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Perry Cuskey

Then & Now - Early 1900's to 2012

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A few then & now photos I tried to reproduce on my visit to the park last month. I originally planned to do a lot more, but, that's what happens when you have way more you that want to do than time in which to do it all. So here's all I've got....

First is an early-day shot of original park commission chairman Cornelius Cadle, on the left, and park historian David W. Reed, standing in front of some crated cannon tubes waiting to be placed out in the park. Behind them you can just make out the cannons and monument for Silfversparre's battery, located along the road in front of the modern-day visitors center. In this image, the building in the background is the cemetery lodge. Member D.K. Smith has previously posted this image under a different topic. The image appears on page 66 of Tim Smith's book, This Great Battlefield of Shiloh.....

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My 2012 version, taken on the morning of April 9th....

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Side-by-side comparison....

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Next is an early-day shot of Peabody's mortuary monument, found on page 36 of Stacy W. Reaves's, A History & Guide to the Monuments of Shiloh National Park....

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The modern-day version, from April 8th. Note that Peabody's name has been added below the right-front pyramid of cannons.....

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Side-by-side....

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Continued on next post....

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Finally, a then & now shot of the Ross headquarters marker in Duncan Field. Here's the early-day version, showing a house, yard, and outbuildings that existed at the turn of the 20th Century. This image is on page 55 of Shiloh National Military Park, by Tim Smith and Brian McCutchen. As you can see in this shot, the monument is literally sitting in the front yard.....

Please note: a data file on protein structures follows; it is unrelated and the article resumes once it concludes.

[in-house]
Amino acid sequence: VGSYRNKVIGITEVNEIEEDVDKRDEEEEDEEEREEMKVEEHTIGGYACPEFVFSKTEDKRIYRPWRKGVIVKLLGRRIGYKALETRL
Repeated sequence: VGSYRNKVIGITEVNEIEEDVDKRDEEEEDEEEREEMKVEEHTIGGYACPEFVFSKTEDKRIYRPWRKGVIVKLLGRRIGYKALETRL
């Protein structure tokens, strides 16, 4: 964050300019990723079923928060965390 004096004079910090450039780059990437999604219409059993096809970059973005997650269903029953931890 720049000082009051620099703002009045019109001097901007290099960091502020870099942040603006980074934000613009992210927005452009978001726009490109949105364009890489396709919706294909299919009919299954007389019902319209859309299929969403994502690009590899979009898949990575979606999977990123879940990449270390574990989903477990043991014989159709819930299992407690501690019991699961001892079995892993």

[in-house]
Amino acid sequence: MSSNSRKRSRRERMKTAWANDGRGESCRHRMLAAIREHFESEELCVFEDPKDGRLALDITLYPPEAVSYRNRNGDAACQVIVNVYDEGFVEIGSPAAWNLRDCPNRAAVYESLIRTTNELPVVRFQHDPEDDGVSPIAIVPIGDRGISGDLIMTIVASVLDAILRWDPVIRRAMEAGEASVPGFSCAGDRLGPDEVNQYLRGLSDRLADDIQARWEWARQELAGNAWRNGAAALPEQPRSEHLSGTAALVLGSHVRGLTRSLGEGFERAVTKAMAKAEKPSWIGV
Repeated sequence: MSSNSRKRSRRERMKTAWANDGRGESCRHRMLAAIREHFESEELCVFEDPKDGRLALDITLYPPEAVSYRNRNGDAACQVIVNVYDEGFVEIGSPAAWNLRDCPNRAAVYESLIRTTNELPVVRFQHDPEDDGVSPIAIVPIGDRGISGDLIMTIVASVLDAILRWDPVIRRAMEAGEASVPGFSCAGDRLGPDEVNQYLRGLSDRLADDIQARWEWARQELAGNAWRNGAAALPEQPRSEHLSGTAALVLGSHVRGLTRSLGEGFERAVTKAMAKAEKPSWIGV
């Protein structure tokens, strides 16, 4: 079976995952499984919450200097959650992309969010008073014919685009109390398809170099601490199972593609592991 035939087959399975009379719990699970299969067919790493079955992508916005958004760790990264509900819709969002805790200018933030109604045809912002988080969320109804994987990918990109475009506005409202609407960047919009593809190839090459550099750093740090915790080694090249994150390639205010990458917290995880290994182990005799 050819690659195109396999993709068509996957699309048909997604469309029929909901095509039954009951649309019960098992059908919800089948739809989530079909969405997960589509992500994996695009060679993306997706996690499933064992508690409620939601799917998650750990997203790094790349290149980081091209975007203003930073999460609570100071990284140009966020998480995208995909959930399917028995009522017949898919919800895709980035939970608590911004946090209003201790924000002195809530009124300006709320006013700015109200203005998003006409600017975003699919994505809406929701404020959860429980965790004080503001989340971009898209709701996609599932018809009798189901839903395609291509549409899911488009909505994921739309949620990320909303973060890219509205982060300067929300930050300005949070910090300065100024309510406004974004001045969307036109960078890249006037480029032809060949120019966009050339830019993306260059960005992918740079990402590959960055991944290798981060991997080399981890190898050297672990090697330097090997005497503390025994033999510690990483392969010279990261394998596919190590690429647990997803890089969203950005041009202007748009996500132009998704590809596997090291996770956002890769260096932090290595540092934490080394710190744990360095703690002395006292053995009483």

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The modern-day equivalent, from the morning of April 9th. Things look a bit different in 2012.....

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Side-by-side....

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That's all for now....

Perry

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It's fascinating to see the exact same spot "then and now". Looking at the 1900's pictures it's plain to see how much more open the woods were then.

In the second post, I wonder if that house was used for Col. Ross headquarters? Or if it was built after the battle? Interesting to see the trees in the yard are still alive, though that one cedar doesn't look too healthy.

I can see where they put down a mat to get the monument over that rise. I can't imagine how they moved such heavy items with only mules and muscles. And got it perfectly leveled, too.

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Perry.......

I love Then and Now shots. These are great! If you keep this up, you'll be known as the Frassanito of the West! Some modern day digital cameras are equipped with GPS now so those taking Then and Now shots a hundred years from now, will be able to pinpoint the locations exactly.

I see the makings of a good Then and Now Shiloh book here. Keep it coming!

THE MANASSAS BELLE

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Thanks Belle, although I don't think Fraz has anything to worry about. ;) I do love then & now pictures though, as you already know. Just something fascinating about them, comparing what something looked like "back then" to what it looks like now. Plus, you can imagine the earlier photographer standing on that same spot, or close to it.